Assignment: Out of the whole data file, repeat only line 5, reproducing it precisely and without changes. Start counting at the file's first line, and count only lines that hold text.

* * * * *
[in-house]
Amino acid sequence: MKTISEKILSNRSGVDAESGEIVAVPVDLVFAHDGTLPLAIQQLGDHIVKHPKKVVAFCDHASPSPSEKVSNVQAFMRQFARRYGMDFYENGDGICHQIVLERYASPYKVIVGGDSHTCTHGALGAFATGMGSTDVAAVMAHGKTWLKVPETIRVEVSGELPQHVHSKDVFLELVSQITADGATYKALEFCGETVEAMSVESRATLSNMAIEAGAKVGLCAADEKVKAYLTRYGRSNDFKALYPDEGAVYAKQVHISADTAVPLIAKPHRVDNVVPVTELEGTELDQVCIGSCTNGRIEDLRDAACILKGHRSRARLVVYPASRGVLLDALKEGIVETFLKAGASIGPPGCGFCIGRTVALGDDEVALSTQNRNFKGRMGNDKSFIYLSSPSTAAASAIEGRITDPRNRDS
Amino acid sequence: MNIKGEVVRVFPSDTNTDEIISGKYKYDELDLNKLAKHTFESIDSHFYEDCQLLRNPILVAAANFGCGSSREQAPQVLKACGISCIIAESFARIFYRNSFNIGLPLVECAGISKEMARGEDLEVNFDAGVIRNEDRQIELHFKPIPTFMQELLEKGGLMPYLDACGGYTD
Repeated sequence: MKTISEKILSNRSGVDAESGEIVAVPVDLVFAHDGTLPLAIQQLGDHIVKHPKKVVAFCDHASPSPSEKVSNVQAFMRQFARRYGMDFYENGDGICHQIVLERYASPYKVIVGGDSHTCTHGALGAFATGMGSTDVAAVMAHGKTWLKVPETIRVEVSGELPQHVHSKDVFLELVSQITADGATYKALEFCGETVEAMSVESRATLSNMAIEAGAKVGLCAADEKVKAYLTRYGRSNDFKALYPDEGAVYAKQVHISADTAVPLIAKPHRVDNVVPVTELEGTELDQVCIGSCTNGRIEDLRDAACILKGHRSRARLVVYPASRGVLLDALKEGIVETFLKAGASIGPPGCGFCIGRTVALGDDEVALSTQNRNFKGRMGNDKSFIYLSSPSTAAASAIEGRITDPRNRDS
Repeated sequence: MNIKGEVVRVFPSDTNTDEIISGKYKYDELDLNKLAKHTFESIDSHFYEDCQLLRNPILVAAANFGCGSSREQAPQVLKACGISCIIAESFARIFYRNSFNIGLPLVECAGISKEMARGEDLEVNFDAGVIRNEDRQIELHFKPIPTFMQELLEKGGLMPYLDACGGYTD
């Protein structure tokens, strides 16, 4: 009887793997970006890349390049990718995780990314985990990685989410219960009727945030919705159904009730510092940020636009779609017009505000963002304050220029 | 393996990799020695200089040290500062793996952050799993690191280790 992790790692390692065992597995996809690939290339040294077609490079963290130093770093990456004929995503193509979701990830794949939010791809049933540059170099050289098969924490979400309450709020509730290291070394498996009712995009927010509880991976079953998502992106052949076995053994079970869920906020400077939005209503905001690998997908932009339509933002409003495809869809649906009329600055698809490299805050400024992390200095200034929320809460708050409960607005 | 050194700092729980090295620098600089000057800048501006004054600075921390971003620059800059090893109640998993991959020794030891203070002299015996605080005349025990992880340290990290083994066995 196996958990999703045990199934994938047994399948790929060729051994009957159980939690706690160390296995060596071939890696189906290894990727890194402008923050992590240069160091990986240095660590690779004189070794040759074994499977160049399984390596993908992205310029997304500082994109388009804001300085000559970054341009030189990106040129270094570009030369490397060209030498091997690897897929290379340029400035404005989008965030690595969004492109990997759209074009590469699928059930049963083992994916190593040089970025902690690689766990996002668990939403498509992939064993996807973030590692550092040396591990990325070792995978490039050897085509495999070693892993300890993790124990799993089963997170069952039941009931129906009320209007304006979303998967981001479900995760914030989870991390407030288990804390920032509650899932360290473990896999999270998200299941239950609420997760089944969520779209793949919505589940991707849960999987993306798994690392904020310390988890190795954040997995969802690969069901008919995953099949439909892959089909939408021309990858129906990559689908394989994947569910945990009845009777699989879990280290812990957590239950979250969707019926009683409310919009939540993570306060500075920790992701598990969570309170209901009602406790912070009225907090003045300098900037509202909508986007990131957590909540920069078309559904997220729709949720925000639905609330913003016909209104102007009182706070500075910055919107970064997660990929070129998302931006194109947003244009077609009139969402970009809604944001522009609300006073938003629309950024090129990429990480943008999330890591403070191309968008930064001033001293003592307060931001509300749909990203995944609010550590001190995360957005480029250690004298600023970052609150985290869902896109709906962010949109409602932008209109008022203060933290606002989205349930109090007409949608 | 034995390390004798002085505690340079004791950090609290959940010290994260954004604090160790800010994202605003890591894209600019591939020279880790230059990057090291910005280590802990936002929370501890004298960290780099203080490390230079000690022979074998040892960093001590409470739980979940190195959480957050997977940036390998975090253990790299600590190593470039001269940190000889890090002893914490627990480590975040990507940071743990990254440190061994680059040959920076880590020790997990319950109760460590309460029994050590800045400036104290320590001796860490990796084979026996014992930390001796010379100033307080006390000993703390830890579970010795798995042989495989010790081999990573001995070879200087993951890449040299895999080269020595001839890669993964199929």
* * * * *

Repeated sequence: MNIKGEVVRVFPSDTNTDEIISGKYKYDELDLNKLAKHTFESIDSHFYEDCQLLRNPILVAAANFGCGSSREQAPQVLKACGISCIIAESFARIFYRNSFNIGLPLVECAGISKEMARGEDLEVNFDAGVIRNEDRQIELHFKPIPTFMQELLEKGGLMPYLDACGGYTD